When you buy something handmade, it’s easy to see the raw materials that were used but impossible to know all the decisions that went into making the piece.  And the most difficult decision of any project is saying “This is where I’ll start.”

For today, I’ll choose one of those spotted blue pieces of glass in the top photo.  It’s going to get two holes drilled into it.  Maybe it will be a bracelet; maybe a pendant.  This is where I’ll start.

Exploration · Raw Materials

Permission Granted

Several years ago, I took a collage workshop taught by Jonathan Talbot at Artiscape in Columbus, OH. Talbot began the class by handing around a piece of paper and telling us to tear off a small piece to use in class. He then asked us how old we thought the paper was. It was thick with a beautiful feel like old cotton. It showed some foxing – brown spots – that can form on paper, and it was printed in an old font that had left deep impressions. I knew from my experience as a book dealer that this paper was very old. Guesses for its age ranged from 50 – 250 years old. When Talbot told us that the paper was a page from a book printed in the 1600s, there was an audible gasp from everyone.

How could we dare to tear this up and use it? Wasn’t this something precious? Never be afraid, Talbot told us, to use your best materials in your work. There were knowing nods around the room. Each of us had precious supplies that sat unused. We needed to give ourselves permission, the consensus seemed to say, to use what we’d been hoarding.

I put my little scrap of 400 year-old paper into my work that day. You can see it in part of my collage below. It’s small and unremarkable. It took many months for me to realize, though, that the lesson was not that I was giving myself permission to use my best supplies, but that I was giving myself permission to thoroughly screw them up.

I have to understand and acknowledge that when I take the first cut in a piece of gorgeous, hand-marbled Italian paper I might possibly turn the whole project into a piece of garbage. Not through intent, but because that is the way art and learning work. What we set out to do isn’t always what we end up with. And that’s OK. What ends up in the garbage bin is sometimes just as valuable as what ends up on the wall or in the showcase.


Exploration · On The Reading Shelf

Visual Intelligence

During art class in fifth grade, our teacher would repeatedly say “You have to learn how to look.”  without saying anything more.  What was I looking for?  How was I supposed to do this?    I never had the courage to ask; I thought everyone but me knew what they were doing.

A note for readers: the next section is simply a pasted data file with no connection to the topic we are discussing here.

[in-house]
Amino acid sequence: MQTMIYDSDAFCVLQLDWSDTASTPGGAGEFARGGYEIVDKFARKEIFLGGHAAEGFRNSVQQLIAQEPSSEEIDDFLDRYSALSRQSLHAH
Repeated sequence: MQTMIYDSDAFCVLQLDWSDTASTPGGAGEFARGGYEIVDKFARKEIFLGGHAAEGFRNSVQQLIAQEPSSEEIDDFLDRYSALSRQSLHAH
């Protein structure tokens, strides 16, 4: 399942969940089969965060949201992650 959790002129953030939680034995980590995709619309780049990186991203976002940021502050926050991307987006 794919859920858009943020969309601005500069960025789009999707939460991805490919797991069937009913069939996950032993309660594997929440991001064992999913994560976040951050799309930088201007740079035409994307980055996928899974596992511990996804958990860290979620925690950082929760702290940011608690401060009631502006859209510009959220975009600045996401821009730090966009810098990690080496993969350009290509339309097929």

Amy E. Herman’s book Visual Intelligence:  Sharpen Your Perception, Change Your Life instantly intrigued me.   Herman conducts classes in visual perception that have been used by the FBI, Scotland Yard, NYPD, Department of Homeland Security, Mt. Sinai School of Medicine,  and other organizations where visual sharpness is required to perform jobs well.  An art historian and attorney, Herman helps her clients see what others do not, and these skills can translate to saving a life or saving a company.

To begin, Herman has us look at various paintings then look away and write down everything we observed.  What details did we catch and what did we overlook?  She relates the story of how a crime was ultimately solved by someone who noticed on security camera footage that the perpetrator’s pants had been turned inside out – a small detail that escaped the notice of experts for months. Next, Herman has us look at the words we’ve used to describe what we see in a painting.  Are they subjective or objective?  What’s the difference and why does it matter?   What biases are we bringing to our observations?  How do we learn to look objectively so that we can communicate to others what we are seeing?

Some of her suggested exercises are reminiscent of the game played in the novel Kim, and they are still useful today. In an age of constant distractions, learning what can we do to focus our attention is more pertinent than ever.  Her suggestions and methods will help make me more aware of what I observe.

If you would like to test your own visual perception, visit Herman’s website and take a short quiz.  Don’t miss scrolling down the page and reading the article How Distractions are Making Us Dumber.  There’s also a TED talk on How Art Can Help You Visualize.